UPDATE: It’s 2014 and VirtualBox is now much better than it was, while VMware is not. I’ve switched to VirtualBox on my Windows machines and now use KVM on my Unix (Linux and BSD) hosts.
There’s really not much more I can say. After the release of every major version I’ve gone ahead and given VirtualBox a try, and it has consistently come up wanting. To add insult to injury, over the same time period VMware Player has just as consistently improved to the point that nearly all of the quirks that used to make actually managing it on a backwater workstation like mine have faded away.
VirtualBox has always seemed somehow incomplete to me. Reinforcing that impression is the fact that to get USB support to work properly you need to install an extension after the service has been setup. Whenever I’ve tried creating a new guest with it in the past something didn’t work quite right. This time around it was the display and network components. After re-installing VMware Player I was able to create a guest using the same media without any problems.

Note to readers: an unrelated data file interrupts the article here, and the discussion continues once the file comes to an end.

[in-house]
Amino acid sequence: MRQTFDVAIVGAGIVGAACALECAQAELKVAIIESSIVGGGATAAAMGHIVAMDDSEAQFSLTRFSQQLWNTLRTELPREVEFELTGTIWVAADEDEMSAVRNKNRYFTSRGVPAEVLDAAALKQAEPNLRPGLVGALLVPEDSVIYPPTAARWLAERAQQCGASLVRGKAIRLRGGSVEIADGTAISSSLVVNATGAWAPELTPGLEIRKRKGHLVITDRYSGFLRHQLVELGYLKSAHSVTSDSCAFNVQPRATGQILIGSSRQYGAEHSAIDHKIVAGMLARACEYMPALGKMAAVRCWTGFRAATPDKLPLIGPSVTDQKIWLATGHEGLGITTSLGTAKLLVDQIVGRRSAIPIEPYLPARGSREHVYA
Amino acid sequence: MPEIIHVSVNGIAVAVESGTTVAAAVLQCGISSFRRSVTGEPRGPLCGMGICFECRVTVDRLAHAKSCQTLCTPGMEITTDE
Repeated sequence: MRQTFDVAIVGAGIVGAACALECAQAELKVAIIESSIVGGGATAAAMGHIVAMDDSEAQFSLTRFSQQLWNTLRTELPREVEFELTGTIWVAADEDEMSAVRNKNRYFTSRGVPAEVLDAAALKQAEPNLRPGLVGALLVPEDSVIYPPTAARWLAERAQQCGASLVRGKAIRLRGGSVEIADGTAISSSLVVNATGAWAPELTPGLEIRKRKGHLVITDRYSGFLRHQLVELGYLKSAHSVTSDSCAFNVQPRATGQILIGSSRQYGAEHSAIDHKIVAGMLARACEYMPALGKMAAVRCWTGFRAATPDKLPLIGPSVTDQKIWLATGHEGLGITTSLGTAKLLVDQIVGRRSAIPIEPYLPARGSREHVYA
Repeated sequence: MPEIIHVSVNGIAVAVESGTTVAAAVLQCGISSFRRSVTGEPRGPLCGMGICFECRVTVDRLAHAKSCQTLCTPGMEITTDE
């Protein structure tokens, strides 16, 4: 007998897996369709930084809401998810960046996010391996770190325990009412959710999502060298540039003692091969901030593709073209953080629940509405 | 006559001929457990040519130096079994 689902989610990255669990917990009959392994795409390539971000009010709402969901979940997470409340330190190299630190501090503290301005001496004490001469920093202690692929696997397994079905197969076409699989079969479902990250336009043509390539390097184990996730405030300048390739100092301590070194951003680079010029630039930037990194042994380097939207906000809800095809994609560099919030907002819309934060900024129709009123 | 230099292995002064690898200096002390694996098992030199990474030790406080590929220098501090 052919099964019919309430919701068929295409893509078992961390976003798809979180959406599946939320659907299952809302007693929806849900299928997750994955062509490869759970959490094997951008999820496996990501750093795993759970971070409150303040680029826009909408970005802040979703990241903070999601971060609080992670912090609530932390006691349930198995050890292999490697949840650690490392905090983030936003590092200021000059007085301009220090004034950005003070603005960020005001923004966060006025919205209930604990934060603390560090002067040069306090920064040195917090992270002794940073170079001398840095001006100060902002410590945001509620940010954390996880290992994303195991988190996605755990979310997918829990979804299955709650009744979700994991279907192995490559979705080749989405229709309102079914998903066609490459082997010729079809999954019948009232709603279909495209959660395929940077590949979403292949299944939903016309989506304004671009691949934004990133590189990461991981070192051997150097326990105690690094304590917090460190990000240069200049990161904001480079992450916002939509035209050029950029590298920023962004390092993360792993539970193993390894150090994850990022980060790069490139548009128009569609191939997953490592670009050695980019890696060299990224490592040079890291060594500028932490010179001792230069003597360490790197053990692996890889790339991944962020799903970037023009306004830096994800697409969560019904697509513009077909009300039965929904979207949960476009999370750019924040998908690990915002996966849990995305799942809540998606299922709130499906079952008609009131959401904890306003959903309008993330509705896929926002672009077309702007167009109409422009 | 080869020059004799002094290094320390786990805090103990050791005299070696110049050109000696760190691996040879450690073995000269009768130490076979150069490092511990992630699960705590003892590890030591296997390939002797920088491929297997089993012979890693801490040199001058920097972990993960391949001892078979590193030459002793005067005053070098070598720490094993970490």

If I didn’t know better I’d say that Oracle hasn’t invested the resources needed to advance VirtualBox, but instead has been content to just keep it above water — but they’ve never done that before with open source, have they?
Sure, I’d prefer it if VMware Player was open source (other parts of the VMware ecosystem, including its Linux tools and Cloud Foundry PaaS offerings, are open source). But it is free, as is the ESXi hypervisor. For now the Player is this system administrator’s most reliable, and least expensive, way to do desktop virtualization. At some point in the future I’ll break down and invest in a machine that can support KVM and move everything over to Red Hat’s virtualization stack. Then my life will be complete.